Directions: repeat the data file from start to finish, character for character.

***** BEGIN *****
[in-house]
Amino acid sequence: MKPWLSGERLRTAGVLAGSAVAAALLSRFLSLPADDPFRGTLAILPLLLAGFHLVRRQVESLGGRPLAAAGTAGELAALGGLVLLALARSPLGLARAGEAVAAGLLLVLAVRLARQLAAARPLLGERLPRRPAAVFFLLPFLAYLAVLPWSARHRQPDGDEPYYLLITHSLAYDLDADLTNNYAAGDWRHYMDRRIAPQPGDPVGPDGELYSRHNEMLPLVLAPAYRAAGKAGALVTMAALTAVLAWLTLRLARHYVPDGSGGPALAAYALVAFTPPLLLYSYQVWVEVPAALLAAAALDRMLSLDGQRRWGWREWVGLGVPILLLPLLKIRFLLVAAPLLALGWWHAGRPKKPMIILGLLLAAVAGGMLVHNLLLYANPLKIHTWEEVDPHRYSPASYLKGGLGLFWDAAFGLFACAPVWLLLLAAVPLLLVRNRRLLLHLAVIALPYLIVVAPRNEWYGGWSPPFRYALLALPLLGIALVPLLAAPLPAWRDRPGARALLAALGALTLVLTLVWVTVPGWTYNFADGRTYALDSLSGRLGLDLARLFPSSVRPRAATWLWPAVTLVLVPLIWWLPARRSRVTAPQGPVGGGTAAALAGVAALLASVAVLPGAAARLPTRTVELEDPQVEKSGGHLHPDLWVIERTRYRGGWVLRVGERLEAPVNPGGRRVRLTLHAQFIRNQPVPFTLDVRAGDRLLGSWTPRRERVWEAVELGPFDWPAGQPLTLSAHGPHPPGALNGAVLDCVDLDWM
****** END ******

[in-house]
Amino acid sequence: MKPWLSGERLRTAGVLAGSAVAAALLSRFLSLPADDPFRGTLAILPLLLAGFHLVRRQVESLGGRPLAAAGTAGELAALGGLVLLALARSPLGLARAGEAVAAGLLLVLAVRLARQLAAARPLLGERLPRRPAAVFFLLPFLAYLAVLPWSARHRQPDGDEPYYLLITHSLAYDLDADLTNNYAAGDWRHYMDRRIAPQPGDPVGPDGELYSRHNEMLPLVLAPAYRAAGKAGALVTMAALTAVLAWLTLRLARHYVPDGSGGPALAAYALVAFTPPLLLYSYQVWVEVPAALLAAAALDRMLSLDGQRRWGWREWVGLGVPILLLPLLKIRFLLVAAPLLALGWWHAGRPKKPMIILGLLLAAVAGGMLVHNLLLYANPLKIHTWEEVDPHRYSPASYLKGGLGLFWDAAFGLFACAPVWLLLLAAVPLLLVRNRRLLLHLAVIALPYLIVVAPRNEWYGGWSPPFRYALLALPLLGIALVPLLAAPLPAWRDRPGARALLAALGALTLVLTLVWVTVPGWTYNFADGRTYALDSLSGRLGLDLARLFPSSVRPRAATWLWPAVTLVLVPLIWWLPARRSRVTAPQGPVGGGTAAALAGVAALLASVAVLPGAAARLPTRTVELEDPQVEKSGGHLHPDLWVIERTRYRGGWVLRVGERLEAPVNPGGRRVRLTLHAQFIRNQPVPFTLDVRAGDRLLGSWTPRRERVWEAVELGPFDWPAGQPLTLSAHGPHPPGALNGAVLDCVDLDWM